Harpreet lands the job but goofs up with his very first assignment. The managing director of a company that's looking to buy a stock of computers from AYS wants a bribe to pass the consignment. Harpreet, offended at the suggestion, complains about the bribe-taking official to the company.
But his boss comes down hard on him in stead, rebuking him for being a fool and not understanding the tricks of the trade. Harpreet also finds out that his company sells computers to clients at inflated prices and doesn't service them once the computers have been sold, even though they promise to do so at the time of sale.
Harpreet is asked by his boss to stay till his training period ends and then quit. Meanwhile, he's barred from going to the field to sell any more products and has to stick to his desk.
But Harpreet won't take things lying down. He's disgusted with the corrupt dealings of the agency and makes up his mind to do things the right way. He devices a plan to start his own company and personally give better service to customers by selling them computers at a reasonable price and maintain good relations after the sale too.
Four others from AYS - an engineer, a customer handler, a senior salesperson and a peon - also harrowed with the inhuman way the company treats its staff and customers, join Harpreet as partners. Working from the AYS office, Harpreet forms Rocket Sales Corp. What follows is better watched than spoken of.
The film relies on a simple story by Jaideep Sahni and also some really witty writing, by Sahni again, that is really the soul of the film. In fact, the film is one more example of Sahni's clear emergence as arguably the best writer in Hindi cinema among the current crop.
The guy, who has penned films like Khosla Ka Ghosla and Chak De India in the past, comes up with some really funny dialogues and wacky characters. Whether it's Harpreet's mentor-turned-partner Nitin or the peon Mishraji or the po*n-loving engineer Giri, Sahni seems to have worked painstakingly on each one of them.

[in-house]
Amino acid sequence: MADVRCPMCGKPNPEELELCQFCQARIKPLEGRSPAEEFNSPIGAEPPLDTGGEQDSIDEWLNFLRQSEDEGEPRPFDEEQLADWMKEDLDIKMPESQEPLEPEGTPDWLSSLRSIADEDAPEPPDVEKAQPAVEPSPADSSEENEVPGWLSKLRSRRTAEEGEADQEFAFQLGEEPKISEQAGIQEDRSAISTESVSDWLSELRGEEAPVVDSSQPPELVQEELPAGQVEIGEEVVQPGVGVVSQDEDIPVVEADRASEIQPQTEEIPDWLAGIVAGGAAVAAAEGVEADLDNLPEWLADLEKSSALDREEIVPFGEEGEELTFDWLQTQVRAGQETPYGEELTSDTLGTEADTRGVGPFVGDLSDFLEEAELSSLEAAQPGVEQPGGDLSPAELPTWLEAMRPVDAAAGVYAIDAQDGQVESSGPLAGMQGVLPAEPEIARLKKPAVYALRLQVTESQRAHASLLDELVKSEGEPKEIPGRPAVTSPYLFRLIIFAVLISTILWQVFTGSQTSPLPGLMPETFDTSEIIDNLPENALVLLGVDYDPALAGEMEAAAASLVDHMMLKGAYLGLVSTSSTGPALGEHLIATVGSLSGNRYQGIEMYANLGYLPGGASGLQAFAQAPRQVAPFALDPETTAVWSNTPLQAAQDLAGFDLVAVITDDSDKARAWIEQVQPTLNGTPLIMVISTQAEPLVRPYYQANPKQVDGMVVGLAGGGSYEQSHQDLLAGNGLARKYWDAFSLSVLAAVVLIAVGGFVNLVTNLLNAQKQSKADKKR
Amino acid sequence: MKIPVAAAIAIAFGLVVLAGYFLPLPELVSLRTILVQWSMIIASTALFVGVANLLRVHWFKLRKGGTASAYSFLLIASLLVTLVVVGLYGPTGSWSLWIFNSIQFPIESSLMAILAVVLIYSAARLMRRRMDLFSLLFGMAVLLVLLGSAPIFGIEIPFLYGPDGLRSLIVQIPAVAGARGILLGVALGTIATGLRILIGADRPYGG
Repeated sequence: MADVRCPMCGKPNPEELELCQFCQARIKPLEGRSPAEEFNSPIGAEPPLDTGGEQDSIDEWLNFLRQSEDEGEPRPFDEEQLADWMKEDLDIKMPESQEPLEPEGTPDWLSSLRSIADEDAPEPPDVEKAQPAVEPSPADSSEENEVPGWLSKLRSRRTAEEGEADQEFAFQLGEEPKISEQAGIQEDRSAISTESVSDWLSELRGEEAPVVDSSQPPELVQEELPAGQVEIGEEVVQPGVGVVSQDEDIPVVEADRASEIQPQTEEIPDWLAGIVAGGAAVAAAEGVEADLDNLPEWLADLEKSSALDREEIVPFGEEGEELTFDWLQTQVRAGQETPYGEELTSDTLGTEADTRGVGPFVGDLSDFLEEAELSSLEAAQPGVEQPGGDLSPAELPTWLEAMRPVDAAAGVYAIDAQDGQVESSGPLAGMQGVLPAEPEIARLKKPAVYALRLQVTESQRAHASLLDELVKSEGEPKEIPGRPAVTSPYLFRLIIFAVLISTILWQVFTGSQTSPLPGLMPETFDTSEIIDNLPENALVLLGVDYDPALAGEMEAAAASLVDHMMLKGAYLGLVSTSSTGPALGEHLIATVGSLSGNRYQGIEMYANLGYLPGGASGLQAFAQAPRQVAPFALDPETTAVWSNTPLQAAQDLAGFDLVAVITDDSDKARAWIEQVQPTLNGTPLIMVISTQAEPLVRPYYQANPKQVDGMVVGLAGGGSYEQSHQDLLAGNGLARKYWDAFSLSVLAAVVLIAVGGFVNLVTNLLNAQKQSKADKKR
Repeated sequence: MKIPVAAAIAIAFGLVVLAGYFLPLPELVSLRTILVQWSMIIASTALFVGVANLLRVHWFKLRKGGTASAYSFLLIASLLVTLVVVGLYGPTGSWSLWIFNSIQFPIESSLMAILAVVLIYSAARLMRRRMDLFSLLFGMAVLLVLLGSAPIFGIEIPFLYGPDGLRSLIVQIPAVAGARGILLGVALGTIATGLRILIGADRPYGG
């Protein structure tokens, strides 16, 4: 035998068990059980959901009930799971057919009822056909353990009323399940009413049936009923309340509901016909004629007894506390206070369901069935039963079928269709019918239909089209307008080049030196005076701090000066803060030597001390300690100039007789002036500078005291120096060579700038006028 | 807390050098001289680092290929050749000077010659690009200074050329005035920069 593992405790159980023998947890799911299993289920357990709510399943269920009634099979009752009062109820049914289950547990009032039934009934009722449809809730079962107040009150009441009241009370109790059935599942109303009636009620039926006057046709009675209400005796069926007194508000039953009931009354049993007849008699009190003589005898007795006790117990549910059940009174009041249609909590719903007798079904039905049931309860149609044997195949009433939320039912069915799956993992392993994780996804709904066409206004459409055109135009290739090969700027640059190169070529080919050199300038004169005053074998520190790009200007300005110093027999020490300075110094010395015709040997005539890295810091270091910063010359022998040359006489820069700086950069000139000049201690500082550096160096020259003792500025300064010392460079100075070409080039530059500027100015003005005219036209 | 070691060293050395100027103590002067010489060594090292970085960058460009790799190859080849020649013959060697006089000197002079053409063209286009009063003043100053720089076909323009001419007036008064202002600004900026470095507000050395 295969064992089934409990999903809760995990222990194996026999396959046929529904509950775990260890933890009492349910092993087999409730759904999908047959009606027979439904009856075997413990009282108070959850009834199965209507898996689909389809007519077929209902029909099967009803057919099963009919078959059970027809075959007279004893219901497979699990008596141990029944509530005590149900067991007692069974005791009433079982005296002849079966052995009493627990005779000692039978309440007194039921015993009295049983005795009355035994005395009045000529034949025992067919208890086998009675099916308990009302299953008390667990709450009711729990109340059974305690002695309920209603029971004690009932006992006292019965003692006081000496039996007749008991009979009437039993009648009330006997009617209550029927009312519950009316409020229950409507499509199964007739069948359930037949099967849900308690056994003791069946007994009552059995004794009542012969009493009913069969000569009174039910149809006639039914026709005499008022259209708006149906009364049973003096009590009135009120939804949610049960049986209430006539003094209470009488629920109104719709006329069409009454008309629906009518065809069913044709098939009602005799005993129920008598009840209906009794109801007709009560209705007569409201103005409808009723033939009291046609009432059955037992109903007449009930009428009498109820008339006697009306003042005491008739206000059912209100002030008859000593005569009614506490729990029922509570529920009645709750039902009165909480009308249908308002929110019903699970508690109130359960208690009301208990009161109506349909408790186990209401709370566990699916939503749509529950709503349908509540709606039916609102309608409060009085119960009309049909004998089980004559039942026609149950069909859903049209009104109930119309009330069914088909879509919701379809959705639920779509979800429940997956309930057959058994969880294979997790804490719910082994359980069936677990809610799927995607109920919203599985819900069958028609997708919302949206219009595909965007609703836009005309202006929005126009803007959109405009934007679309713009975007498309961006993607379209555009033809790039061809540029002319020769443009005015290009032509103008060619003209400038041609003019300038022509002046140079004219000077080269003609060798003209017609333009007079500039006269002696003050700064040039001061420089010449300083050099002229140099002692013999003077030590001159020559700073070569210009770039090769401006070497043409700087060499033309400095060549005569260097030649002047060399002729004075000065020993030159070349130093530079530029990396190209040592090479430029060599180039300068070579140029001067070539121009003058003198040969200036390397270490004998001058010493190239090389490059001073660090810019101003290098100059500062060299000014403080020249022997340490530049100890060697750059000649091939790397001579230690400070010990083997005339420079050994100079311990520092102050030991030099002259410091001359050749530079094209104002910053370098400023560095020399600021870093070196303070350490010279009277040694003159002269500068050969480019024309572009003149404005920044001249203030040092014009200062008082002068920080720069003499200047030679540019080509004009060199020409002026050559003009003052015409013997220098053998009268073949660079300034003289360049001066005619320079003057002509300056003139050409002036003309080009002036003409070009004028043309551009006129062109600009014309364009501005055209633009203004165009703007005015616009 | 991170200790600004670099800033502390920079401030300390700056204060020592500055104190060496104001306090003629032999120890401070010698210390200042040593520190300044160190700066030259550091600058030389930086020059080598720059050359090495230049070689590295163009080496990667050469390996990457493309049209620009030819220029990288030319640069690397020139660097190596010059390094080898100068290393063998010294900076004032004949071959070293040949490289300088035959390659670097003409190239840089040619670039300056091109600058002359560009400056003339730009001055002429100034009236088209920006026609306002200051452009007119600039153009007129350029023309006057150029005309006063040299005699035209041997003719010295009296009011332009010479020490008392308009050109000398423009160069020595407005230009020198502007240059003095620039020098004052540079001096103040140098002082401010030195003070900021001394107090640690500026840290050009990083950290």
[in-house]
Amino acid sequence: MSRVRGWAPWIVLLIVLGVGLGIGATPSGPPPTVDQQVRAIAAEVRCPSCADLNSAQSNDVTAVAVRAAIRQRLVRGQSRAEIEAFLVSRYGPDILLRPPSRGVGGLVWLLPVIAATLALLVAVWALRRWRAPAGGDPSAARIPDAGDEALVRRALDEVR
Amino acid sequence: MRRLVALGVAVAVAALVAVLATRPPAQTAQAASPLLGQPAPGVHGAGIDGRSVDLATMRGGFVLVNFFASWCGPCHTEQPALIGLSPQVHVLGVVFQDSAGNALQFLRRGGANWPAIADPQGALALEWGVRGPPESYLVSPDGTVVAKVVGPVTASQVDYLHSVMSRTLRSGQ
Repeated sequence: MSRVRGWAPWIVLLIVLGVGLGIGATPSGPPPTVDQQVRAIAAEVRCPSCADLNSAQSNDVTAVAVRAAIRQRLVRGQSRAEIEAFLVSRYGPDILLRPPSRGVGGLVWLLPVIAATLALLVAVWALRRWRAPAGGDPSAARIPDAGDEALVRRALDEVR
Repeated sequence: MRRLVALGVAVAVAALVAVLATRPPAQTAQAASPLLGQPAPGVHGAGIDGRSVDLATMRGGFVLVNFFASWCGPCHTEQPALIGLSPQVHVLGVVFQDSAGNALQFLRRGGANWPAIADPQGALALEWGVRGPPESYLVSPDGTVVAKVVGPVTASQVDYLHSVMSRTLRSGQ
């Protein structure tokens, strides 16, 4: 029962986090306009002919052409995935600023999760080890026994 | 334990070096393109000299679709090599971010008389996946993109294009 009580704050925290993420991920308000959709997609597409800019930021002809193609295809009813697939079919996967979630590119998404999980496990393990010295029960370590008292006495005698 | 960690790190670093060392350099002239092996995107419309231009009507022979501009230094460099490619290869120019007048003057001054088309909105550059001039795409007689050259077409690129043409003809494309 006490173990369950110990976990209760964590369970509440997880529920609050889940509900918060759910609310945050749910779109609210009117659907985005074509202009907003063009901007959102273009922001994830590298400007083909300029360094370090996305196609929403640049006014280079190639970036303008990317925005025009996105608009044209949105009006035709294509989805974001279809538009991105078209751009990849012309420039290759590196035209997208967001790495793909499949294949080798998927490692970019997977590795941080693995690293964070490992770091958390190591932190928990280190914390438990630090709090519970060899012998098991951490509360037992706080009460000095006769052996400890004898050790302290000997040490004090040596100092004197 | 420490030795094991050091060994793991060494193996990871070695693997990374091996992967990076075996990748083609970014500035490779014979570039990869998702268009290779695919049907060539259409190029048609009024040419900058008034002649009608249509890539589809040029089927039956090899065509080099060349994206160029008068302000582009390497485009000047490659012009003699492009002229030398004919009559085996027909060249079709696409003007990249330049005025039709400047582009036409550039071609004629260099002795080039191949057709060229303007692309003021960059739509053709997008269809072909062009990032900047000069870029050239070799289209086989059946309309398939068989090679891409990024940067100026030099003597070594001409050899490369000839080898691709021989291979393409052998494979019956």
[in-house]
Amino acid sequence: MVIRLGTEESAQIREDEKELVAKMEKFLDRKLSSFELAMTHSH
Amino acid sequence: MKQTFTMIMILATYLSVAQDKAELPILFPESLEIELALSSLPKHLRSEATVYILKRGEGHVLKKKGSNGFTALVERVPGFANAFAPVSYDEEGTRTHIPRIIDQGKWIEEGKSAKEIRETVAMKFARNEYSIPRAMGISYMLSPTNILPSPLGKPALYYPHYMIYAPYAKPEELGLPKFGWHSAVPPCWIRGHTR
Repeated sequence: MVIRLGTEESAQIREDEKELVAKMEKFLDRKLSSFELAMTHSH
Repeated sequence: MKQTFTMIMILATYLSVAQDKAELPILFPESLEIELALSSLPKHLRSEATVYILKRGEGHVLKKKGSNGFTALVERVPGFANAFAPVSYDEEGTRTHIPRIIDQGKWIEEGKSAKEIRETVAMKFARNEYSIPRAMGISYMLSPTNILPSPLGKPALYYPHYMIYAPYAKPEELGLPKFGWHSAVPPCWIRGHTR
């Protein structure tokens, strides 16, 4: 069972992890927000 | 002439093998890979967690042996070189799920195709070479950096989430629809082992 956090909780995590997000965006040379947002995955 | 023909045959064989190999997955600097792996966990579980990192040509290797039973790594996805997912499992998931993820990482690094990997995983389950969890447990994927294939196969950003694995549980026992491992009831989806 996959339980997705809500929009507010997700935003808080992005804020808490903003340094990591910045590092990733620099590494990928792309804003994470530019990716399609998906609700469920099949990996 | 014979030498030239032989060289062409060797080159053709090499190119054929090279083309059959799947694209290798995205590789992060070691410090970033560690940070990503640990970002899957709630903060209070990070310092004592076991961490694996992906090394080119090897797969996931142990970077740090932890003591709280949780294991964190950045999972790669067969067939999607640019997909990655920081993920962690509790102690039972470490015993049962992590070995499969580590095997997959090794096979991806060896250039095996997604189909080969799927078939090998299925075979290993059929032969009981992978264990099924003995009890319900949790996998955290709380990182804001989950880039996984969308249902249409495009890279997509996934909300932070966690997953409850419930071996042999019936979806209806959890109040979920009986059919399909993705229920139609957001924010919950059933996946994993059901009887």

Sahni also sets the mood just right with his lyrics in the only two songs that appear in the film and is ably supported by music directors Salim-Sulaiman. The background score by the duo is apt too. Pocket Main Rocket is sadly missing, even in the end credits.
Director Shimit Amin doesn't go overboard with dramatics and relies on subtlety, but doesn't compromise on storytelling in the process. Yes, the film takes its time to unfold and isn't 'racy' by any standards but that's only because Amin chooses to stay true to Sahni's script.
In the bargain, many may feel that Rocket Singh is a bit long but except a few scenes that could have probably been snipped out to make the film leaner, it holds your attention. The corporate jargon used liberally in the film, though, might limit the film's appeal a great deal.
A special mention has to be made of casting director Abhimanyu Singh. The guy, who was responsible for getting all those wonderful girls in Chak De India, gets it bang on once again. Naveen Kaushik, as Nitin, is very natural and almost takes you by surprise in what is probably his first mainstream film role.
Manish Choudhari, as the boss, is a familiar face on the advertising circuit and performs ably in a decisive role. Gauhar Khan is very good as the sexy and intelligent customer handler Koena and displays decent acting talent.
D Santosh is perfect with his comic timing and one-liners. Prem Chopra is cute as Ranbir's granddad. Shahzahn Padamsee, as Harpreet's girlfriend, comes across as very sweet and likeable in her debut attempt.
The star of the show, once again, is Ranbir Kapoor. In his third author-backed role in as many months, Ranbir is once again the life of the film. In Wake Up Sid, he displayed a charm that endeared him to young audiences and with Ajab Prem Ki Ghazab Kahaani, he wooed the masses.
In Rocket Singh, Ranbir might be considered lucky to have got a role that can be career-defining for many actors. But to his credit, he lives up to the responsibility that comes with being the driving factor of such a beautiful film. His sardar get-up and mannerisms are fresh to watch and the actor must get credit for pulling off Harpreet the way he does.
But the one that deserves kudos the most is the duo of Shimit Amin-Jaideep Sahni. At a time when filmmakers rely on 'big' films and opening weekends, the two continue to stick to simple stories with great thought.
Don't miss this one!